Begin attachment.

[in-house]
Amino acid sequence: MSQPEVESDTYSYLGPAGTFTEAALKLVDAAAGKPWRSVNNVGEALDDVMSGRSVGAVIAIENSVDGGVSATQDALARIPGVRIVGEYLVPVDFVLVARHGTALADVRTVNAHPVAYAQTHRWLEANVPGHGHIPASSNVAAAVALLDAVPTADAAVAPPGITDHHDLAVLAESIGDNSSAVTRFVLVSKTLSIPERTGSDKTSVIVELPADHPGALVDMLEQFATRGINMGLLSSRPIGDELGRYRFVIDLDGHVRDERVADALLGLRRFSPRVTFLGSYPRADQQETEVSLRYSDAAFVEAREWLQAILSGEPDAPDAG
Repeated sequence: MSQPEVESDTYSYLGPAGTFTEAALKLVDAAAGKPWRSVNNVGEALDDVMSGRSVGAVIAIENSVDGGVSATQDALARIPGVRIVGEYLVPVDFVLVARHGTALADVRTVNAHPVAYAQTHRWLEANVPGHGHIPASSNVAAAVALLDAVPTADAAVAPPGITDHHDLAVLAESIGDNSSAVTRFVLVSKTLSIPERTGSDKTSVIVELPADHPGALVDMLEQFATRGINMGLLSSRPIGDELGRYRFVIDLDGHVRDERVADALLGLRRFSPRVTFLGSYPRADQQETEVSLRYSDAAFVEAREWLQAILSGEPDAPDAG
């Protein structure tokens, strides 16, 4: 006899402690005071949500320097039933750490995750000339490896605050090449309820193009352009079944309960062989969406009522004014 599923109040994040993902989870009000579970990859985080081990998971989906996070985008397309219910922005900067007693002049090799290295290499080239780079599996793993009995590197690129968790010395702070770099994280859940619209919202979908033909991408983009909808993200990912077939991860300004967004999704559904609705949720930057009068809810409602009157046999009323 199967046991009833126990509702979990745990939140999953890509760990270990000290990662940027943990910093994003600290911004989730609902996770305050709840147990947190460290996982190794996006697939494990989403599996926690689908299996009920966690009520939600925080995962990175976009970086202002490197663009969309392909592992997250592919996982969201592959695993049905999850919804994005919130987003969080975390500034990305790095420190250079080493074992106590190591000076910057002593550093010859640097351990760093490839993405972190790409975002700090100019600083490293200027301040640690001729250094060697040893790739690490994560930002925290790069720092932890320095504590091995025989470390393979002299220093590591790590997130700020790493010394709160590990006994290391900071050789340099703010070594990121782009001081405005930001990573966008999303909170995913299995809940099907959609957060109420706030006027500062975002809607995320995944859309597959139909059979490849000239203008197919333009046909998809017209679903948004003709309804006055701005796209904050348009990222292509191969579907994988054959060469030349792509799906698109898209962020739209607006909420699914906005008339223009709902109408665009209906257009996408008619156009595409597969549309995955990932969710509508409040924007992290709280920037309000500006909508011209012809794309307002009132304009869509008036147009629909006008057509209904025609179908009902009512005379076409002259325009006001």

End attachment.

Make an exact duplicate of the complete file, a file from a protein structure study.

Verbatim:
[in-house]
Amino acid sequence: MSQPEVESDTYSYLGPAGTFTEAALKLVDAAAGKPWRSVNNVGEALDDVMSGRSVGAVIAIENSVDGGVSATQDALARIPGVRIVGEYLVPVDFVLVARHGTALADVRTVNAHPVAYAQTHRWLEANVPGHGHIPASSNVAAAVALLDAVPTADAAVAPPGITDHHDLAVLAESIGDNSSAVTRFVLVSKTLSIPERTGSDKTSVIVELPADHPGALVDMLEQFATRGINMGLLSSRPIGDELGRYRFVIDLDGHVRDERVADALLGLRRFSPRVTFLGSYPRADQQETEVSLRYSDAAFVEAREWLQAILSGEPDAPDAG
Repeated sequence: MSQPEVESDTYSYLGPAGTFTEAALKLVDAAAGKPWRSVNNVGEALDDVMSGRSVGAVIAIENSVDGGVSATQDALARIPGVRIVGEYLVPVDFVLVARHGTALADVRTVNAHPVAYAQTHRWLEANVPGHGHIPASSNVAAAVALLDAVPTADAAVAPPGITDHHDLAVLAESIGDNSSAVTRFVLVSKTLSIPERTGSDKTSVIVELPADHPGALVDMLEQFATRGINMGLLSSRPIGDELGRYRFVIDLDGHVRDERVADALLGLRRFSPRVTFLGSYPRADQQETEVSLRYSDAAFVEAREWLQAILSGEPDAPDAG
């Protein structure tokens, strides 16, 4: 006899402690005071949500320097039933750490995750000339490896605050090449309820193009352009079944309960062989969406009522004014 599923109040994040993902989870009000579970990859985080081990998971989906996070985008397309219910922005900067007693002049090799290295290499080239780079599996793993009995590197690129968790010395702070770099994280859940619209919202979908033909991408983009909808993200990912077939991860300004967004999704559904609705949720930057009068809810409602009157046999009323 199967046991009833126990509702979990745990939140999953890509760990270990000290990662940027943990910093994003600290911004989730609902996770305050709840147990947190460290996982190794996006697939494990989403599996926690689908299996009920966690009520939600925080995962990175976009970086202002490197663009969309392909592992997250592919996982969201592959695993049905999850919804994005919130987003969080975390500034990305790095420190250079080493074992106590190591000076910057002593550093010859640097351990760093490839993405972190790409975002700090100019600083490293200027301040640690001729250094060697040893790739690490994560930002925290790069720092932890320095504590091995025989470390393979002299220093590591790590997130700020790493010394709160590990006994290391900071050789340099703010070594990121782009001081405005930001990573966008999303909170995913299995809940099907959609957060109420706030006027500062975002809607995320995944859309597959139909059979490849000239203008197919333009046909998809017209679903948004003709309804006055701005796209904050348009990222292509191969579907994988054959060469030349792509799906698109898209962020739209607006909420699914906005008339223009709902109408665009209906257009996408008619156009595409597969549309995955990932969710509508409040924007992290709280920037309000500006909508011209012809794309307002009132304009869509008036147009629909006008057509209904025609179908009902009512005379076409002259325009006001």